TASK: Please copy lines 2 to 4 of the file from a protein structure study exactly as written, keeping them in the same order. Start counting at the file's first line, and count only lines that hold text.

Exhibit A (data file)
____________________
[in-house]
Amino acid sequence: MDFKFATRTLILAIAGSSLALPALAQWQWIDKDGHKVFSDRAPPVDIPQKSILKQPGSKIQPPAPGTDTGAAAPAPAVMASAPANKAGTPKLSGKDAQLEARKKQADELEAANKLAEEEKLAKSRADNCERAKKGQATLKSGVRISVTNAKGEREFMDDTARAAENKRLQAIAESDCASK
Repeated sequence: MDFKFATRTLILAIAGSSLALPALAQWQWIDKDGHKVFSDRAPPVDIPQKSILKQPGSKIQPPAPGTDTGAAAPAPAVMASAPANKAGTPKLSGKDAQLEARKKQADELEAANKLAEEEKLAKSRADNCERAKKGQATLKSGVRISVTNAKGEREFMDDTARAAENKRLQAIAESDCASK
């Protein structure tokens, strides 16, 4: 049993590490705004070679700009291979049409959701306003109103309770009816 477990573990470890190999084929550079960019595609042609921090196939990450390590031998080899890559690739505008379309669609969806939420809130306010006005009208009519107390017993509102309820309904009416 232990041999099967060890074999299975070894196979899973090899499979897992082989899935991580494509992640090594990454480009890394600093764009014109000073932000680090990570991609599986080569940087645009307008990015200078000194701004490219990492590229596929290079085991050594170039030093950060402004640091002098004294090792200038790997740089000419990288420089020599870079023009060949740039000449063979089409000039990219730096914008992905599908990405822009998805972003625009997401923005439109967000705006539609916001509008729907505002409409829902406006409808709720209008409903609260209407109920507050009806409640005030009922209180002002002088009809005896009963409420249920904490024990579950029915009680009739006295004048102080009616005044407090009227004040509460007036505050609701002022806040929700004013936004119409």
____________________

Amino acid sequence: MDFKFATRTLILAIAGSSLALPALAQWQWIDKDGHKVFSDRAPPVDIPQKSILKQPGSKIQPPAPGTDTGAAAPAPAVMASAPANKAGTPKLSGKDAQLEARKKQADELEAANKLAEEEKLAKSRADNCERAKKGQATLKSGVRISVTNAKGEREFMDDTARAAENKRLQAIAESDCASK
Repeated sequence: MDFKFATRTLILAIAGSSLALPALAQWQWIDKDGHKVFSDRAPPVDIPQKSILKQPGSKIQPPAPGTDTGAAAPAPAVMASAPANKAGTPKLSGKDAQLEARKKQADELEAANKLAEEEKLAKSRADNCERAKKGQATLKSGVRISVTNAKGEREFMDDTARAAENKRLQAIAESDCASK
């Protein structure tokens, strides 16, 4: 049993590490705004070679700009291979049409959701306003109103309770009816 477990573990470890190999084929550079960019595609042609921090196939990450390590031998080899890559690739505008379309669609969806939420809130306010006005009208009519107390017993509102309820309904009416 232990041999099967060890074999299975070894196979899973090899499979897992082989899935991580494509992640090594990454480009890394600093764009014109000073932000680090990570991609599986080569940087645009307008990015200078000194701004490219990492590229596929290079085991050594170039030093950060402004640091002098004294090792200038790997740089000419990288420089020599870079023009060949740039000449063979089409000039990219730096914008992905599908990405822009998805972003625009997401923005439109967000705006539609916001509008729907505002409409829902406006409808709720209008409903609260209407109920507050009806409640005030009922209180002002002088009809005896009963409420249920904490024990579950029915009680009739006295004048102080009616005044407090009227004040509460007036505050609701002022806040929700004013936004119409």